As shown in the FIG. 6 state diagram there is only one state where the radiotelephone ‘forgets’ what is connected to the socket 21 and that is the off state. On power up, and in unspecified cases, the radiotelephone is configured to default to headset mode. When the radiotelephone is powered up, the headset detection ADC is read once the power supplies have stabilised. This will allow the appropriate mode to be selected for the camera enable (CAM_EN) select line. This drives the multiplexing switches to the correct state.
FIG. 5b shows use of shared camera clock and headset earpiece. The headset earpiece is typically a 32Ω device. The analogue switch used for the microphone line has an impedance which varies from about 5Ω to 4Ω depending on where between the supply rails the signal voltage happens to be, i.e. the impedance is non-linear and causes distortion. So with a 32Ω load a switch cannot be used. This described embodiment is also designed to support internal hands-free (IHF) functionality in which the phone has a built-in microphone capable of receiving and distinguishing audio signals (eg user speech) when the user is not holding the phone to his/her mouth, but has it placed on for example a table top. Thus, there is a need to drive the IHF amplifier at the same time that the camera is being used and for the IHF to be driven at the same time as the headset, when it is plugged in. The limited driver resources and the “one audio output at a time” switching of the ASIC 1 audio mux leads to the scheme shown in the diagram.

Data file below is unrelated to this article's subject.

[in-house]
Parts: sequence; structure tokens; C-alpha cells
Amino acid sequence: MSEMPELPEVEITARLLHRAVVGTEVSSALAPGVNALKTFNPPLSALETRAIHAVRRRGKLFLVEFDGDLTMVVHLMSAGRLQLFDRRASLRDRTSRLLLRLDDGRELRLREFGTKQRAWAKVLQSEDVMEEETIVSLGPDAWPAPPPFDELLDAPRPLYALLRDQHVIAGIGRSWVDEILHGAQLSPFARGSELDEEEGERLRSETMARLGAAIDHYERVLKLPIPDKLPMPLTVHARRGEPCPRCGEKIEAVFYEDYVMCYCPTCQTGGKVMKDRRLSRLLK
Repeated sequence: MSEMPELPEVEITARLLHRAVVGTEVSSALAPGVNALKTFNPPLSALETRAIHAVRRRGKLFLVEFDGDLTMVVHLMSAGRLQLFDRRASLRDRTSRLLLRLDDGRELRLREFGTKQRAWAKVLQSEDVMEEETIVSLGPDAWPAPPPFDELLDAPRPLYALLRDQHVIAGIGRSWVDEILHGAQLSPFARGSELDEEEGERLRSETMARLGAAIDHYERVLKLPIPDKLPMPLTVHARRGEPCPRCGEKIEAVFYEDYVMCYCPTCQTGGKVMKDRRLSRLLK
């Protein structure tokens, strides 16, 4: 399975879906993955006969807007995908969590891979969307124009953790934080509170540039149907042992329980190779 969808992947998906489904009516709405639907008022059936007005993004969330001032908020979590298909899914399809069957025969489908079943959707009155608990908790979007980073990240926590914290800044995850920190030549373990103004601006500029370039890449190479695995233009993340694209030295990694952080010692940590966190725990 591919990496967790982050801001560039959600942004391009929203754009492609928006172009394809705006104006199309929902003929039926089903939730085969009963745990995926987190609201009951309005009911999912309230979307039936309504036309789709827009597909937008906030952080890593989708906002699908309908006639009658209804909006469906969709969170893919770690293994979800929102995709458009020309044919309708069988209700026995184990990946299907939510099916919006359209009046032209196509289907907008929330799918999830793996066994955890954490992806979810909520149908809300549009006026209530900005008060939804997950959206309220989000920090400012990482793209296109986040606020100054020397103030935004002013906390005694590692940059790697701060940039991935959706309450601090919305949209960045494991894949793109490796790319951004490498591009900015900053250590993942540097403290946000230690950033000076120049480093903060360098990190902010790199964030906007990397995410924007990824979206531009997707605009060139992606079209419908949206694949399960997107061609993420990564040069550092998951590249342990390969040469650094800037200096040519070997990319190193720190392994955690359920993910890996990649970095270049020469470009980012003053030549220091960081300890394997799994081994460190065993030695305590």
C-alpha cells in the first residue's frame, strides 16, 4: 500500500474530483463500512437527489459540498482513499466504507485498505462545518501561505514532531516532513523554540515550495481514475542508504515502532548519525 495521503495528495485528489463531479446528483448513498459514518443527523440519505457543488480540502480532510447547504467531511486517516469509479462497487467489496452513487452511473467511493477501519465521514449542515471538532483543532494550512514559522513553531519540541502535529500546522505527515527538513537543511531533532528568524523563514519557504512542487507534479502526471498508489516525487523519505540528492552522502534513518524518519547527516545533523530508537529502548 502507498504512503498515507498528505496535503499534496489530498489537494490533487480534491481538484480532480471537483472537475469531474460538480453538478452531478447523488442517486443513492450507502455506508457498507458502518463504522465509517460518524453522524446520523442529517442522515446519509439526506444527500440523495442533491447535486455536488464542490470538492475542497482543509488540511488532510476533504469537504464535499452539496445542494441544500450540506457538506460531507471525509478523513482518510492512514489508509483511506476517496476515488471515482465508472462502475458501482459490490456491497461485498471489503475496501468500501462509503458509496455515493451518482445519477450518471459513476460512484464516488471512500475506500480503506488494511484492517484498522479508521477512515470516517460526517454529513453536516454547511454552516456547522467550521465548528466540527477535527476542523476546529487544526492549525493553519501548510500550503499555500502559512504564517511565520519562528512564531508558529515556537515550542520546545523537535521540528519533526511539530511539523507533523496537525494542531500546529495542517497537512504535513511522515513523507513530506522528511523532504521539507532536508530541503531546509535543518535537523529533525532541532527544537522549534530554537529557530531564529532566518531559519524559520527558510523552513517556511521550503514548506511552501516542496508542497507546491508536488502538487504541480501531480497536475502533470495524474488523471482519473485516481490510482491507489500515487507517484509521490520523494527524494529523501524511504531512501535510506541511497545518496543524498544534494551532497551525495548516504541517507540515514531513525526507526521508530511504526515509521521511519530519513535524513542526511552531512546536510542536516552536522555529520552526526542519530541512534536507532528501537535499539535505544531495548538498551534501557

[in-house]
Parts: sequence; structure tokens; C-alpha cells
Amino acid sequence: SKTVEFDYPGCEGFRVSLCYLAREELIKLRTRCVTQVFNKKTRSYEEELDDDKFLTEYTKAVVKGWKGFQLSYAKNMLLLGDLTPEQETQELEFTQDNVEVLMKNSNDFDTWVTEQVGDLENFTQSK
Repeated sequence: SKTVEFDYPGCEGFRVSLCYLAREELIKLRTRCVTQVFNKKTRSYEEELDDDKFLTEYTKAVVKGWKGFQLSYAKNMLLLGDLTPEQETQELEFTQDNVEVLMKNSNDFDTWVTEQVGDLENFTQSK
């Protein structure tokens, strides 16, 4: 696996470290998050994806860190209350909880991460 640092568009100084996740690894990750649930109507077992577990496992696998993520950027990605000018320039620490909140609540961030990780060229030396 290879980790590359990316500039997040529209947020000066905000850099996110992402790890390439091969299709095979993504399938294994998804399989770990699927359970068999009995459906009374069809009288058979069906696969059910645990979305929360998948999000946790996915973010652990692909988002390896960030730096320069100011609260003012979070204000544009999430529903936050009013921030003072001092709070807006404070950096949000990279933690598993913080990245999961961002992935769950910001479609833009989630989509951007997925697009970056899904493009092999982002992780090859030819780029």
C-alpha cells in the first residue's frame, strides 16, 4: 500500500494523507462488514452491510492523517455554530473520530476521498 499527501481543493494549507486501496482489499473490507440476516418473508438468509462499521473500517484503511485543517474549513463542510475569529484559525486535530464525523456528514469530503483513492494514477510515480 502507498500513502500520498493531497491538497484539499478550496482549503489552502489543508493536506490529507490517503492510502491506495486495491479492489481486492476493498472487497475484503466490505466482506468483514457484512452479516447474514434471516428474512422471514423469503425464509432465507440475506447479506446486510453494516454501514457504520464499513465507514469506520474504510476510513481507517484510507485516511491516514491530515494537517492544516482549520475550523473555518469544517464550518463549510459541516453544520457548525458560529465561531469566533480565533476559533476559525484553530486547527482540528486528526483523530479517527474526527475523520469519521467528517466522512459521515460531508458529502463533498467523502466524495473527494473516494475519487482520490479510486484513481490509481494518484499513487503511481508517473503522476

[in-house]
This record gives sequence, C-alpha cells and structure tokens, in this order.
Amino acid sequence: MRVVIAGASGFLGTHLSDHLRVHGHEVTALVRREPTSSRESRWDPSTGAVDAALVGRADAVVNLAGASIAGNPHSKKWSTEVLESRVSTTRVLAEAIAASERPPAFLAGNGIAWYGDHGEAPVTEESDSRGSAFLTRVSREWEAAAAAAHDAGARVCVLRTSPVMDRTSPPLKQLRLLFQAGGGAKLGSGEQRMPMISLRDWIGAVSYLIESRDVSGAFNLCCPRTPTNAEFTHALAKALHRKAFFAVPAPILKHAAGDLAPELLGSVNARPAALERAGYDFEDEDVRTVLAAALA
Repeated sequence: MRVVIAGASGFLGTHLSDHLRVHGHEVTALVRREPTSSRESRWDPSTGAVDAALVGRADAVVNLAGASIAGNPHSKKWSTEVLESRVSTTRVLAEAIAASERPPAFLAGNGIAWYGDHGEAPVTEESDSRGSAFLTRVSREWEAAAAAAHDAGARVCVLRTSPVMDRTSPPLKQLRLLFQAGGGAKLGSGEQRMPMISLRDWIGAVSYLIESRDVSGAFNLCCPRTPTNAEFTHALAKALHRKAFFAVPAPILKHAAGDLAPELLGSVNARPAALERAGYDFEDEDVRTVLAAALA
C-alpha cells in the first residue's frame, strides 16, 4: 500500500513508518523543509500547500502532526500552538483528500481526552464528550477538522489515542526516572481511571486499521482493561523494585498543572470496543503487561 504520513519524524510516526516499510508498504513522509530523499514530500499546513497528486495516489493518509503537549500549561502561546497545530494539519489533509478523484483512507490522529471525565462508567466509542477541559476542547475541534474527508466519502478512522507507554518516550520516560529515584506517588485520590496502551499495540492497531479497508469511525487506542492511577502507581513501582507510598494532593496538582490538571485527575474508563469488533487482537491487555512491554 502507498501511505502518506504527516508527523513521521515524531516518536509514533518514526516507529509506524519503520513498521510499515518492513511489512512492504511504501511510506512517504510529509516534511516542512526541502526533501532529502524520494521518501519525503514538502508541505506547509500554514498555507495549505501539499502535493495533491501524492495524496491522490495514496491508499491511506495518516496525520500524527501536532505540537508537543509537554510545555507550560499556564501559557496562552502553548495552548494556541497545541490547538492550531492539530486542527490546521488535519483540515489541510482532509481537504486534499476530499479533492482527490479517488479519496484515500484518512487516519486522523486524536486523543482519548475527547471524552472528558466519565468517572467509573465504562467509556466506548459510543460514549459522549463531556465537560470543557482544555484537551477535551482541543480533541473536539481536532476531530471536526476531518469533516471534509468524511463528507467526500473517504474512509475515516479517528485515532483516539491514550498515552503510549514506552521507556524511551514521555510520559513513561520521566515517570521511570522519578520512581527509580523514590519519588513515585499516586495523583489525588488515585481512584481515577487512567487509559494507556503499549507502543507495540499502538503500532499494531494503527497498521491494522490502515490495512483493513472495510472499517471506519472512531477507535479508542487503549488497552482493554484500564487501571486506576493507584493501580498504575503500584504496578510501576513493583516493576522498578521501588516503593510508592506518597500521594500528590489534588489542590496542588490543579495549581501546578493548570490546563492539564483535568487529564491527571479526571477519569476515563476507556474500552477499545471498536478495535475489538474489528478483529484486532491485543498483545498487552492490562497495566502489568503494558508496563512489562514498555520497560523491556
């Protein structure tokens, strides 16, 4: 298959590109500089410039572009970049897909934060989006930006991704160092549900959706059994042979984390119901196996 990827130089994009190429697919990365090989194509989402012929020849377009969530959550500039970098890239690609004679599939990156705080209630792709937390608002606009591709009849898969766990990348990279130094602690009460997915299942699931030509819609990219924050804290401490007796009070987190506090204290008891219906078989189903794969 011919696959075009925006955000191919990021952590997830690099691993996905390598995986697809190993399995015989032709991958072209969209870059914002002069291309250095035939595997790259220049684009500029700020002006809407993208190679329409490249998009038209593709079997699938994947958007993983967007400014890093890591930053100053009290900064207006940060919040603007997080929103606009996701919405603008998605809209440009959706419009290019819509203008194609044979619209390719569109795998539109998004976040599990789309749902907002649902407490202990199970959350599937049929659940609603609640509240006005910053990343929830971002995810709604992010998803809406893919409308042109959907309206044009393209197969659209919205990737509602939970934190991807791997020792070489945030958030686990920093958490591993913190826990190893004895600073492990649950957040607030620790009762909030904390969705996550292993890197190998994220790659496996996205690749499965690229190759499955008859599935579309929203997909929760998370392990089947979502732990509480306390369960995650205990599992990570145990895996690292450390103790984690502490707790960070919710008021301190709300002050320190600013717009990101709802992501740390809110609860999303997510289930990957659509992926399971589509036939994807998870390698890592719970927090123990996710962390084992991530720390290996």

When in camera mode, ASIC 1 is set such that the HF and HFCM (hands-free common mode) drivers are enabled but only the HF output is driven with the audio signal. The d.c. level present on HFCM is prevented from upsetting the CAMCLK signal by the d.c. blocking capacitor. The fully active HF output allows the IHF to operate while the camera is being used. The CAMCLK driver is on and is driven with the camera clock signal. This clock signal is effectively isolated from the shorting effects of the HFCM driver by an inductor. This presents an impedance which the clock driver can drive easily. The capacitors to ground around the inductor form a low-pass filter to stop the clock signal from reaching the HFCM driver and possibly disrupting ASIC 1. The resistors are part of the usual headset circuit and are so arranged as to further attenuate the high frequency clock harmonics which may be above the effective blocking range of the inductor.
When in headset mode, both the HF and HFCM drivers are enabled as before, but now audio can be routed out of both. The IHF enable line determines whether the IHF is on at the same time as the headset. This is a requirement during ringing tones. The inductor presents about 1Ω impedance, and the capacitors present more than 2.6Ω impedance at 6 kHz.
FIG. 5c shows use of shared camera chip select (CSX) and headset microphone line. When in headset mode the standard microphone input and bias resistor arrangement are connected through to the headset socket via an electronic FET switch. The high impedance of the ASIC 1 microphone input means that the mic signal is passed through the “on” impedance of the switch with no audible effect. The camera CSX line is tristated in headset mode and the tristate output does not add noticeably to the microphone noise level. The same applies to the switch. The switch requires the enable to go all the way to the switch supply line and so has a transistor level shifter. This also provides the required logic negation. When in camera mode, the switch to the microphone line is opened. The CSX logic driver is enabled and this drives the logic signal to the camera. The open switch provides a high impedance to the logic signal and avoids any damage to the ASIC 1 microphone inputs.